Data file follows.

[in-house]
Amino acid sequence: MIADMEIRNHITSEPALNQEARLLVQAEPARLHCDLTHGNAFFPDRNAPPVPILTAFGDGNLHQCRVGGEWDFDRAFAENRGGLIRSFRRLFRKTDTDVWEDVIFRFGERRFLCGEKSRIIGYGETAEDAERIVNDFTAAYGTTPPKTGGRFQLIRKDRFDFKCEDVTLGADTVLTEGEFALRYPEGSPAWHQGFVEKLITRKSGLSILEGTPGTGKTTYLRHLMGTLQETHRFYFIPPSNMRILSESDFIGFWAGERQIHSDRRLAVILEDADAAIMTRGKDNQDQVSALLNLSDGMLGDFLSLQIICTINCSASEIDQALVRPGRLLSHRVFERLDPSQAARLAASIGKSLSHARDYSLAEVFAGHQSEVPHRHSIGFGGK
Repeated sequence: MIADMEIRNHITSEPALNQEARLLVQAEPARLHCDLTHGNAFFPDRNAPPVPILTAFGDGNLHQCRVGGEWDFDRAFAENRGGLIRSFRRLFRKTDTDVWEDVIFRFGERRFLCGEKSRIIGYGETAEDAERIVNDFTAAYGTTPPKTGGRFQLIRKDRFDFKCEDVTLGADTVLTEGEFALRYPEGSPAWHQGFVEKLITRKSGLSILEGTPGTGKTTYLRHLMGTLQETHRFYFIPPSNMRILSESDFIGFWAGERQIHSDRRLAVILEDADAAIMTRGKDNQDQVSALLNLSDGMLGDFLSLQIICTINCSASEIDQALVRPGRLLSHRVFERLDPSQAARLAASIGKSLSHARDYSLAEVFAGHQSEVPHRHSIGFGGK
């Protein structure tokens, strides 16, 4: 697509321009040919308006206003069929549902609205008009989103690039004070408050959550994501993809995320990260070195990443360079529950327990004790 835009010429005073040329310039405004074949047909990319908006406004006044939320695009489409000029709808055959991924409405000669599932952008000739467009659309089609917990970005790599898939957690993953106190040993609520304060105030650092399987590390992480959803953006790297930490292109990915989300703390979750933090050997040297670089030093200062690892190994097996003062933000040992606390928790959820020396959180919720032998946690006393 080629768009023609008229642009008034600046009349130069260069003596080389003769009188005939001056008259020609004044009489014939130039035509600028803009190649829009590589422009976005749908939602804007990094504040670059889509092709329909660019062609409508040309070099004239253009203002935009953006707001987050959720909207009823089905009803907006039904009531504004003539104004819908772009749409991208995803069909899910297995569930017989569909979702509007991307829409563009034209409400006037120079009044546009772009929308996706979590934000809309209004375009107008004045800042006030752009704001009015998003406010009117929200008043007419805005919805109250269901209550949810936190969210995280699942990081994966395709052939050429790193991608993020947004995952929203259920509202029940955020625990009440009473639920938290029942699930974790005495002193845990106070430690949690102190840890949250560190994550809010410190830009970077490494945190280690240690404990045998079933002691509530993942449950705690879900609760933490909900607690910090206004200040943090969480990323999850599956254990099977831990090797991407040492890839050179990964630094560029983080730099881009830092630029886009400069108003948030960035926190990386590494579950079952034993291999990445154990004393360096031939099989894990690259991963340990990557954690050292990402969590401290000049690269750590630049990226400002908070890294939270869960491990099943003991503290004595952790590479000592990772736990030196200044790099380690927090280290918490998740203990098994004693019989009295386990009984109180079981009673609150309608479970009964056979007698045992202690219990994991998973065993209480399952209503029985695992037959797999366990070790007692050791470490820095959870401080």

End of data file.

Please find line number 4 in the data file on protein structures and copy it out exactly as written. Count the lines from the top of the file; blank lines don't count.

């Protein structure tokens, strides 16, 4: 697509321009040919308006206003069929549902609205008009989103690039004070408050959550994501993809995320990260070195990443360079529950327990004790 835009010429005073040329310039405004074949047909990319908006406004006044939320695009489409000029709808055959991924409405000669599932952008000739467009659309089609917990970005790599898939957690993953106190040993609520304060105030650092399987590390992480959803953006790297930490292109990915989300703390979750933090050997040297670089030093200062690892190994097996003062933000040992606390928790959820020396959180919720032998946690006393 080629768009023609008229642009008034600046009349130069260069003596080389003769009188005939001056008259020609004044009489014939130039035509600028803009190649829009590589422009976005749908939602804007990094504040670059889509092709329909660019062609409508040309070099004239253009203002935009953006707001987050959720909207009823089905009803907006039904009531504004003539104004819908772009749409991208995803069909899910297995569930017989569909979702509007991307829409563009034209409400006037120079009044546009772009929308996706979590934000809309209004375009107008004045800042006030752009704001009015998003406010009117929200008043007419805005919805109250269901209550949810936190969210995280699942990081994966395709052939050429790193991608993020947004995952929203259920509202029940955020625990009440009473639920938290029942699930974790005495002193845990106070430690949690102190840890949250560190994550809010410190830009970077490494945190280690240690404990045998079933002691509530993942449950705690879900609760933490909900607690910090206004200040943090969480990323999850599956254990099977831990090797991407040492890839050179990964630094560029983080730099881009830092630029886009400069108003948030960035926190990386590494579950079952034993291999990445154990004393360096031939099989894990690259991963340990990557954690050292990402969590401290000049690269750590630049990226400002908070890294939270869960491990099943003991503290004595952790590479000592990772736990030196200044790099380690927090280290918490998740203990098994004693019989009295386990009984109180079981009673609150309608479970009964056979007698045992202690219990994991998973065993209480399952209503029985695992037959797999366990070790007692050791470490820095959870401080």